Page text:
Becoming a Bilingual Medical Provider

When I was in medical school, one of my biggest goals was to become certified to provide medical care in Spanish. Why was this a goal of mine? Because I saw how much it impacted Spanish-speaking patients. Whenever I worked with a doctor who spoke Spanish, I could literally see relief flood the faces of their patients when they discovered that their doctor could speak their language. Research has shown that language-concordant providers can play a role in reducing health disparities and improving access to care. I felt that in order to be an equitable provider within the state of California, I needed to be able to provide care in both English and in Spanish.

As a Southern California native, Spanish was all around me. I could hear Spanish phrases and Latin music drifting through my car windows as I navigated through the streets of Los Angeles. Many restaurants and signs on streets and buildings were written in both Spanish and English. I learned my first Spanish words from my babysitter, and in kindergarten, I was simultaneously taught how to count to 100 in both Spanish and English.

I continued my formal education in Spanish throughout middle and high school, but always found that even though I could perform well on tests and on written essays, I still had trouble speaking the language and understanding the more casual Spanish I would hear outside of school. I found myself feeling a sense of yearning to be able to communicate with a larger portion of the country, and of the world. According to the Los Angeles Almanac, approximately 40% of residents in Los Angeles County aged 5 and older speak Spanish at home. I was extremely fortunate to get several opportunities to study, work, and volunteer abroad in Mexico, Costa Rica, and the Dominican Republic. However, each one of those experiences was another wake-up call that I needed to put in a lot more work to be able to communicate with my future patients in Spanish.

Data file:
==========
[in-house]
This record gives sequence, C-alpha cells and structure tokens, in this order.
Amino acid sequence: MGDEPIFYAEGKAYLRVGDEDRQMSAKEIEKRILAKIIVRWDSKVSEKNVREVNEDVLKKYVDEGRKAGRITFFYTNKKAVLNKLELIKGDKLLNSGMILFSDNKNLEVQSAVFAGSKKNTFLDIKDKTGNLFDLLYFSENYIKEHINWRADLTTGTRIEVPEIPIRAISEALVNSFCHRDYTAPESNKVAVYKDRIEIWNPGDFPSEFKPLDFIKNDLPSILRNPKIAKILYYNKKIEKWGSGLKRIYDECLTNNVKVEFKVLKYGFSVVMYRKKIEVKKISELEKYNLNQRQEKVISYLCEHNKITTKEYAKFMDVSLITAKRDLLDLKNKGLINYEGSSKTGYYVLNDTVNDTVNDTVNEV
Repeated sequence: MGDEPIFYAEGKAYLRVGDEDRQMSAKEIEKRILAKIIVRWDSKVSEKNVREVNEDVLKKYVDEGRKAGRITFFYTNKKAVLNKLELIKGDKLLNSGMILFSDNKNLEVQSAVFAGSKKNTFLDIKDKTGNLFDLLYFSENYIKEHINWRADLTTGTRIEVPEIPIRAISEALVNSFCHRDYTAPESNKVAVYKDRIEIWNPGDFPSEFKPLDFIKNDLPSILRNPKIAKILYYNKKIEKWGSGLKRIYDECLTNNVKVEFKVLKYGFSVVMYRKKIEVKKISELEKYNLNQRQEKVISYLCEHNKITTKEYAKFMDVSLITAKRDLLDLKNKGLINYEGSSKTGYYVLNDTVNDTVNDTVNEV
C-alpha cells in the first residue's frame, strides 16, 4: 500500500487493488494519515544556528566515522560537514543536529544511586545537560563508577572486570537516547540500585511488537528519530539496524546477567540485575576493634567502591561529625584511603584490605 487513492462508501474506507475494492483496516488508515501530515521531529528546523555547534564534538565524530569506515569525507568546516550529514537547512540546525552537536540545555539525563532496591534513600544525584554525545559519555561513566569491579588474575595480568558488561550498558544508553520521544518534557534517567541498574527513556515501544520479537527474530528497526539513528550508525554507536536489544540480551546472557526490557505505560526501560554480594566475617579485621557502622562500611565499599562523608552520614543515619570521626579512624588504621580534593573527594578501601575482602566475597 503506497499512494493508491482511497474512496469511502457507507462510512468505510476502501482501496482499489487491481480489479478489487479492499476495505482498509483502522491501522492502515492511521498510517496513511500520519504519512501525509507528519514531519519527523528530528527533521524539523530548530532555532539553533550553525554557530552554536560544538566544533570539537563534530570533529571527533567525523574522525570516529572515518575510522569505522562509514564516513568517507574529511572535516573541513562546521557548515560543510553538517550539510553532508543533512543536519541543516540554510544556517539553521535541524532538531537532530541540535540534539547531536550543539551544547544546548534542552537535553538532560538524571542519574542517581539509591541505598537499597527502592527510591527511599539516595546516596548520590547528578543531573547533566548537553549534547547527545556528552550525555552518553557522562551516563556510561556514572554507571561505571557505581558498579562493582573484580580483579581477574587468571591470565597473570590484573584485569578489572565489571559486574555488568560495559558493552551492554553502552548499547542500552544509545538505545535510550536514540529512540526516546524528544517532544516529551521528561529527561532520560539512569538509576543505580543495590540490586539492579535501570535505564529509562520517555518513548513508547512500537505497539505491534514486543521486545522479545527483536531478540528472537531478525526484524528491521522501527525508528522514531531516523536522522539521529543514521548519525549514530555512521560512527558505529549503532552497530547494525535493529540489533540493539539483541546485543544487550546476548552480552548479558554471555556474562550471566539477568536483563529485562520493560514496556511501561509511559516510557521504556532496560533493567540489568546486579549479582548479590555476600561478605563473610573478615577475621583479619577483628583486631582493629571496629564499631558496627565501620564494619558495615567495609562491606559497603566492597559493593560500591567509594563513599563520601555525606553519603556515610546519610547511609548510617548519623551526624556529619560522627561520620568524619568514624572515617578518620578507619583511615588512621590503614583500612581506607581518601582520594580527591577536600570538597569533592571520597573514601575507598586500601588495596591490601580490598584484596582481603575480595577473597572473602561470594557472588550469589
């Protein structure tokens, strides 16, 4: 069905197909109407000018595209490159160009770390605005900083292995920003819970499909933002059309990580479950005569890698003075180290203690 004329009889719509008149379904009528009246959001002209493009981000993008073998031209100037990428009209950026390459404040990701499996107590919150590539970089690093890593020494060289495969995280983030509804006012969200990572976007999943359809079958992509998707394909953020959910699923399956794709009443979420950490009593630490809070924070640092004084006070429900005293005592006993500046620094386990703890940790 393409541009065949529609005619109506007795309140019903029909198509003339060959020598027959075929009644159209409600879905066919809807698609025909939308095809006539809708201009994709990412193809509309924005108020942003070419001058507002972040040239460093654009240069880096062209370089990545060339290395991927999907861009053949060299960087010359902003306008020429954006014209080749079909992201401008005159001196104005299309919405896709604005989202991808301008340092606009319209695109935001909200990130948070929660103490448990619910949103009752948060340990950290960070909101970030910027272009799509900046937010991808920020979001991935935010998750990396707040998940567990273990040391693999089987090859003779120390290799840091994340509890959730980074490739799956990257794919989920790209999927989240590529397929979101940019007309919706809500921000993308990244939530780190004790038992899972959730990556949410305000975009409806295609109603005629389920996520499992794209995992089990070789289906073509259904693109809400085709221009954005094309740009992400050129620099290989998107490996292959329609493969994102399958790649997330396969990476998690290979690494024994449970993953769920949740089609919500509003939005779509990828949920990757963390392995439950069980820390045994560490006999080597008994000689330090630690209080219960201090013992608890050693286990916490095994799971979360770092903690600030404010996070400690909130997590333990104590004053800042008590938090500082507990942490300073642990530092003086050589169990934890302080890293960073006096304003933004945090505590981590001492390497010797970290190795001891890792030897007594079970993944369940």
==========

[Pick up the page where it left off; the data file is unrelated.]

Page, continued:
The streets of Santo Domingo, the capital city of the Dominican Republic

Many medical students and residents have asked me how I learned medical Spanish, so I am putting this post together to share the methods I used to go from an intermediate-level Spanish speaker to a bilingual medical provider. I do want to take a moment to recognize that just because I am “certified” does not mean I am a native Spanish speaker or an expert in Latin cultures. There are certain dialects or phrases that I still do not understand very well. I continue to study Spanish in a variety of ways to improve my communication with my patients. Just as medicine is a lifelong learning process, learning how to provide medical care in Spanish should be, too.  

Study Plan

My first step was to expand my medical Spanish vocabulary. As great as it was that I could say things like “voy a la biblioteca,” I didn’t actually know that many Spanish words that would be useful in a medical setting. I happened to pick up an old study resource for a medical board exam that I took in 2017 and realized that it was full of medical vocabulary, questions to take a full patient history, and scripts for counseling patients on their medical conditions.

Note: I can imagine this book may go out of print soon as this test is no longer required for medical certification, so it may be worth looking for other resource guides for learning history-taking and patient counseling.  

I found a classmate who was also motivated to learn medical Spanish, and we decided to spend two hours a day on the following process: